Editor’s note: This was originally published in Bledsoe’s Southern Review in 1867 and is presented here in honor of Augusta J. Evans’s birthday, May 8.

St. Elmo. A Novel. By Augusta J. Evans. Carleton, New York. 1867.

In the conscientious discharge of our duty as reviewers, we have read this novel from beginning to end, and as attentively as human frailty would allow. Following the author’s advice, we have also taken great pains ‘to inform ourselves;’ nor shrank from procuring and using the ponderous apparatus necessary for that purpose. Whether to advise our readers to do the same, or not, is a different matter. If they follow the author through all her wanderings, they will certainly be led into strange and distant lands; but things are not always precious that are brought from afar; and, while ships that come from Tarshish may bring ‘gold and ivory,’ they may possibly also bring ‘apes and peacocks.’

In the very opening of the book we are introduced to at least two old acquaintances under new names. Edna Earl, the heroine, is our old friend Beulah, with the difference that instead of fathoming the depths of philosophy and theology, she ransacks the domains of classic literature, archaeology and science. St. Elmo, the scoffer, the cynic, the misanthrope whose heart has been cankered and hardened by one treason, the restless wanderer upon the earth who has exhausted life at the age of thirty-four, on whose brow a constant scowl has stamped its trace, and whose ‘finely sculptured lips’ are writhed into a habitual sneer is no other than our good friend Manfred — also styled Lara, The Corsair, and Harold—, and very glad are we to meet him again, having supposed him long since deceased. There is this difference between them, however: Manfred talks a great deal of fine poetry, but is moderate in his use of classical allusions; St. Elmo on the contrary can hardly speak without a reference to some scrap of ancient lore or modern science, and even in his most passionate appeal to the heroine not to desert him, stops to give her the definition of a Latin word. We are not sure, however, that this was not a stroke of policy on his part; for if ever mortal was bitten by a classical tarantula, it is Edna Earl. Quotations, allusions, comparisons, she showers upon us at every instant, with less regard to their appropriateness than their unfamiliarity.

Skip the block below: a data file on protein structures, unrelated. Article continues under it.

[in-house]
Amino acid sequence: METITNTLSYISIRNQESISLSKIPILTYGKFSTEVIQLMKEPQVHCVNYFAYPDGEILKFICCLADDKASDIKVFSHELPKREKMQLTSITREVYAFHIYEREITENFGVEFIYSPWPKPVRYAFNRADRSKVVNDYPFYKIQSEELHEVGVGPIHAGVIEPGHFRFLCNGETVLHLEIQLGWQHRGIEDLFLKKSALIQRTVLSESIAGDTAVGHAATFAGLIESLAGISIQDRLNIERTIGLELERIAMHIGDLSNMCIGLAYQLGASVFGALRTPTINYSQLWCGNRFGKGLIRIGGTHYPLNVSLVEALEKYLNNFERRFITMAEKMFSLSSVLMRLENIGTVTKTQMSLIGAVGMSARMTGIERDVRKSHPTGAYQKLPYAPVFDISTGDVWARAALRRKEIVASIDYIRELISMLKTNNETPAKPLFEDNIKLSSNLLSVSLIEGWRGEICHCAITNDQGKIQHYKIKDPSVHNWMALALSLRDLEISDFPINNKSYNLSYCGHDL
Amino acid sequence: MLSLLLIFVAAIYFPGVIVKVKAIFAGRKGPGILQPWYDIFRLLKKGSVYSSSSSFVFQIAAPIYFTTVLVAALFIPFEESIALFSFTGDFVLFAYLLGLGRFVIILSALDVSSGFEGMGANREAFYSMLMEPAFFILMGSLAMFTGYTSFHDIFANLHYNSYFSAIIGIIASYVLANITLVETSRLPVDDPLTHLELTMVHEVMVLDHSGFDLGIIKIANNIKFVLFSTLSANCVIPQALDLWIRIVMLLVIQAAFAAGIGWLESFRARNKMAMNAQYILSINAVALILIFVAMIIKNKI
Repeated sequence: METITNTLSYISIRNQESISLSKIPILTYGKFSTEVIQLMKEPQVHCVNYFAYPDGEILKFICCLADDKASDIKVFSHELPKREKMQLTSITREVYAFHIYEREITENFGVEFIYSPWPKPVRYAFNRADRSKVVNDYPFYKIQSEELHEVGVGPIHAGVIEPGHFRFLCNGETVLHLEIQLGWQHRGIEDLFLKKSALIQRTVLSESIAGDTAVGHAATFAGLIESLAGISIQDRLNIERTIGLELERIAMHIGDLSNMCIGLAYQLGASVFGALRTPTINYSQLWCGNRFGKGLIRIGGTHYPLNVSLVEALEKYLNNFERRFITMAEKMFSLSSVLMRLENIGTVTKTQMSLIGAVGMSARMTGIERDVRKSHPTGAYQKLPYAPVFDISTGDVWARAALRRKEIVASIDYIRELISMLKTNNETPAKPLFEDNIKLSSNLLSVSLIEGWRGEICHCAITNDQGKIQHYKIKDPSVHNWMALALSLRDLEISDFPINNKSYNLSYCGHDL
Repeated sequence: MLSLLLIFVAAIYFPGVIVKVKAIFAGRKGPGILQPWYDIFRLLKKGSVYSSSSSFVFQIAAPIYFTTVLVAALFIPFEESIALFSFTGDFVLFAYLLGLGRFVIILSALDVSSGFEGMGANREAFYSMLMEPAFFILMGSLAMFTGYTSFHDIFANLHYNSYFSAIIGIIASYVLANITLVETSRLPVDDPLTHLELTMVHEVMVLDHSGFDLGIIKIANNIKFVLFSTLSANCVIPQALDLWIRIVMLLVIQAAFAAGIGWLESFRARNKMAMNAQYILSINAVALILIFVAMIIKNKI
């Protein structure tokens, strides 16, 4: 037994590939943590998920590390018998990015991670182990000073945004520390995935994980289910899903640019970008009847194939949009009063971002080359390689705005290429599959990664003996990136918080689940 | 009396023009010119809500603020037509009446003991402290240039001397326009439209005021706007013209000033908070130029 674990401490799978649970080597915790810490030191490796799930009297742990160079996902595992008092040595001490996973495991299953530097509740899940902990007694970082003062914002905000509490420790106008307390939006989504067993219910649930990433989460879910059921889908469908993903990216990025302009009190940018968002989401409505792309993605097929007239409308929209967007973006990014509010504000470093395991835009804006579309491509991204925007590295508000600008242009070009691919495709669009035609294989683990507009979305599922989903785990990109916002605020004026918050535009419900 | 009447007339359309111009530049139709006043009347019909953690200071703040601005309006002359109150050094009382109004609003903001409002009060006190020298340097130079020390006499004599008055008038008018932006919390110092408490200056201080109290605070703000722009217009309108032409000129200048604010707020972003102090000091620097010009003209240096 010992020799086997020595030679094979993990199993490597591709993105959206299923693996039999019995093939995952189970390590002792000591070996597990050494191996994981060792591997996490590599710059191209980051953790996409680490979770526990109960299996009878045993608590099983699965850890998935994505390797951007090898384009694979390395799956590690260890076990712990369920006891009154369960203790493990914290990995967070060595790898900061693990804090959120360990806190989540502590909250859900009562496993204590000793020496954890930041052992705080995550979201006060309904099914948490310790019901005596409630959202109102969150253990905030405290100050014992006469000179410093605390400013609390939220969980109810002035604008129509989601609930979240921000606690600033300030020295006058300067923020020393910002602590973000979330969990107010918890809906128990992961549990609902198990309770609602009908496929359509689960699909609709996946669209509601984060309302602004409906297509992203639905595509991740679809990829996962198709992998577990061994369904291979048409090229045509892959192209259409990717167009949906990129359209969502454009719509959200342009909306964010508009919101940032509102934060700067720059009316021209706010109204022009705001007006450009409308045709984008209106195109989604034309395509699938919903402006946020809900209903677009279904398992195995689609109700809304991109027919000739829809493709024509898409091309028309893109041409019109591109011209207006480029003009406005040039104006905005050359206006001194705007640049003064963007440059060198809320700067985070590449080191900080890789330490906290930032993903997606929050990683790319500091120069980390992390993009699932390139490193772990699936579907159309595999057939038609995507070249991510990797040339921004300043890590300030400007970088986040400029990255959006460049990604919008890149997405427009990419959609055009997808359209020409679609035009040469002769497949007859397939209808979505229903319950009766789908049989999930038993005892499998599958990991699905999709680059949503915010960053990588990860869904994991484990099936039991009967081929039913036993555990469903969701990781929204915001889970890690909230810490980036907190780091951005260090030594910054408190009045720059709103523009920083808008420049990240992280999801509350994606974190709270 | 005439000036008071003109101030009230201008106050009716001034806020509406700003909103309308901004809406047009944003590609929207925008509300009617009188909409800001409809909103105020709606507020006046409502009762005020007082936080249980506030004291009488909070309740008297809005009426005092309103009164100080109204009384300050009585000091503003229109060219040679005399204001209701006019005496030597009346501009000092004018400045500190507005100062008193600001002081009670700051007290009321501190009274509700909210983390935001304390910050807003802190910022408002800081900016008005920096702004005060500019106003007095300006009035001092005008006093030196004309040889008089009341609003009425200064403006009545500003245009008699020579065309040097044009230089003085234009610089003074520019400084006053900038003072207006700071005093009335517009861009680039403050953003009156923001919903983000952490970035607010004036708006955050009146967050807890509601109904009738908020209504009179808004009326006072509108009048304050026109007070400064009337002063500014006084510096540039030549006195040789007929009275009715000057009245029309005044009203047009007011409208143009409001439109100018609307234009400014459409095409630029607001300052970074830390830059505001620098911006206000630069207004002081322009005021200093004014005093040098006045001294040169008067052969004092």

And yet she complains greatly of the charge of pedantry brought against her by the critics, and retorts that those who think her pedantic are themselves ignorant. Pedantry, dear Miss Earl, is not learning, but a display of learning in a wrong place. She desires to ‘elevate our thought and extend its range’; but many of her learned allusions are simply gratuitous, neither called for by the subject nor instructive to the reader. For instance: the Athenians to whom Paul preached, she calls ‘the scoffing sophists, who, replete with philhellenic lore, and within eight of the marvelous triglyphs and metopes of the Parthenon,’ &c. Why philhellenic, if they were Greeks? Why triglyphs and metopes? How did the sight of those architectural details peculiarly affect them? and wherein were they marvellous? Again: ‘she visited the parsonage library as assiduously as did Horace, Valgius, and Virgil the gardens on the Esquiline ‘:— that is, she visited it assiduously. The forest ‘glowed with a light redder than Phthiotan wine’—in other words, it glowed with red light. Sometimes a description is marred by the introduction of words which, to the learned reader, convey no new impression, while to the unlearned they are simply a putting-out of the light. ‘Here too were black rhyta from Chiusi and a cylix from Vulci,’ Why not say ‘antique drinkingcups’?